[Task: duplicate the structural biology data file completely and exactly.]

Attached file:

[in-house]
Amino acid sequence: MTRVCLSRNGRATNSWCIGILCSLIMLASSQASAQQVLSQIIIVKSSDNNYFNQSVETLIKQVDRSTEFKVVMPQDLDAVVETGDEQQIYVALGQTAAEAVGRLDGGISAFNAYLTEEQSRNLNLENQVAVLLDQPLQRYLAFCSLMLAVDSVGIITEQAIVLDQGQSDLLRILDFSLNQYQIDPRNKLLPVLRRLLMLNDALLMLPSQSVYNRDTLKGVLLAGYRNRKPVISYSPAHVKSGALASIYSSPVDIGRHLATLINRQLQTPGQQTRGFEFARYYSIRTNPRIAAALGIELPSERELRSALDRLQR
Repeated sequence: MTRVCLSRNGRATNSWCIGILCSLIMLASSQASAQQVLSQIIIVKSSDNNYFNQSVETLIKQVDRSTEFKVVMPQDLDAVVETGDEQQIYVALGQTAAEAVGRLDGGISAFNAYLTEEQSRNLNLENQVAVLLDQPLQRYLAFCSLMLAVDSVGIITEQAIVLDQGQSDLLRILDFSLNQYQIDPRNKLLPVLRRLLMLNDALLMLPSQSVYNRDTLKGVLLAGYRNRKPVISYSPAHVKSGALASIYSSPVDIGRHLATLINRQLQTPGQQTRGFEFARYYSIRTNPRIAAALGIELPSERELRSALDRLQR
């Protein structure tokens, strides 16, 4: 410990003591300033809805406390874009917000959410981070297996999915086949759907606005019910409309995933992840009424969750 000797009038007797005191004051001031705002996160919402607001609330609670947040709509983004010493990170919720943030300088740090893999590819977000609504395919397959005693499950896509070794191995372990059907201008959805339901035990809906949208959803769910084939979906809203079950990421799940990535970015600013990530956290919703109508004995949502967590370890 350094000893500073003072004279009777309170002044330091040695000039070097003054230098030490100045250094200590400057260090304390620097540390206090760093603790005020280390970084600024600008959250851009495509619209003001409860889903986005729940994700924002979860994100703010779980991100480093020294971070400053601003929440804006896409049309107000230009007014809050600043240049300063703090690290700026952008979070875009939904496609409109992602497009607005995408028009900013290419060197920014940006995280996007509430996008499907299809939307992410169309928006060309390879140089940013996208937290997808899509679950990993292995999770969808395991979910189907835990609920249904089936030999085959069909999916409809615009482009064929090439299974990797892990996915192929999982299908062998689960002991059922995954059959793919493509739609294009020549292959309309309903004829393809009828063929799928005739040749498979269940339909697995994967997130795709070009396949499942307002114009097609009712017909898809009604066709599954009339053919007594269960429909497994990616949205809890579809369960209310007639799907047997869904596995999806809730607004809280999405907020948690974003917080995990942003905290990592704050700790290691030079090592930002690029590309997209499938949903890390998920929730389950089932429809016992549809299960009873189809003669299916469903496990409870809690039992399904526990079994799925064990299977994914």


[in-house]
Amino acid sequence: MTRVCLSRNGRATNSWCIGILCSLIMLASSQASAQQVLSQIIIVKSSDNNYFNQSVETLIKQVDRSTEFKVVMPQDLDAVVETGDEQQIYVALGQTAAEAVGRLDGGISAFNAYLTEEQSRNLNLENQVAVLLDQPLQRYLAFCSLMLAVDSVGIITEQAIVLDQGQSDLLRILDFSLNQYQIDPRNKLLPVLRRLLMLNDALLMLPSQSVYNRDTLKGVLLAGYRNRKPVISYSPAHVKSGALASIYSSPVDIGRHLATLINRQLQTPGQQTRGFEFARYYSIRTNPRIAAALGIELPSERELRSALDRLQR
Repeated sequence: MTRVCLSRNGRATNSWCIGILCSLIMLASSQASAQQVLSQIIIVKSSDNNYFNQSVETLIKQVDRSTEFKVVMPQDLDAVVETGDEQQIYVALGQTAAEAVGRLDGGISAFNAYLTEEQSRNLNLENQVAVLLDQPLQRYLAFCSLMLAVDSVGIITEQAIVLDQGQSDLLRILDFSLNQYQIDPRNKLLPVLRRLLMLNDALLMLPSQSVYNRDTLKGVLLAGYRNRKPVISYSPAHVKSGALASIYSSPVDIGRHLATLINRQLQTPGQQTRGFEFARYYSIRTNPRIAAALGIELPSERELRSALDRLQR
């Protein structure tokens, strides 16, 4: 410990003591300033809805406390874009917000959410981070297996999915086949759907606005019910409309995933992840009424969750 000797009038007797005191004051001031705002996160919402607001609330609670947040709509983004010493990170919720943030300088740090893999590819977000609504395919397959005693499950896509070794191995372990059907201008959805339901035990809906949208959803769910084939979906809203079950990421799940990535970015600013990530956290919703109508004995949502967590370890 350094000893500073003072004279009777309170002044330091040695000039070097003054230098030490100045250094200590400057260090304390620097540390206090760093603790005020280390970084600024600008959250851009495509619209003001409860889903986005729940994700924002979860994100703010779980991100480093020294971070400053601003929440804006896409049309107000230009007014809050600043240049300063703090690290700026952008979070875009939904496609409109992602497009607005995408028009900013290419060197920014940006995280996007509430996008499907299809939307992410169309928006060309390879140089940013996208937290997808899509679950990993292995999770969808395991979910189907835990609920249904089936030999085959069909999916409809615009482009064929090439299974990797892990996915192929999982299908062998689960002991059922995954059959793919493509739609294009020549292959309309309903004829393809009828063929799928005739040749498979269940339909697995994967997130795709070009396949499942307002114009097609009712017909898809009604066709599954009339053919007594269960429909497994990616949205809890579809369960209310007639799907047997869904596995999806809730607004809280999405907020948690974003917080995990942003905290990592704050700790290691030079090592930002690029590309997209499938949903890390998920929730389950089932429809016992549809299960009873189809003669299916469903496990409870809690039992399904526990079994799925064990299977994914």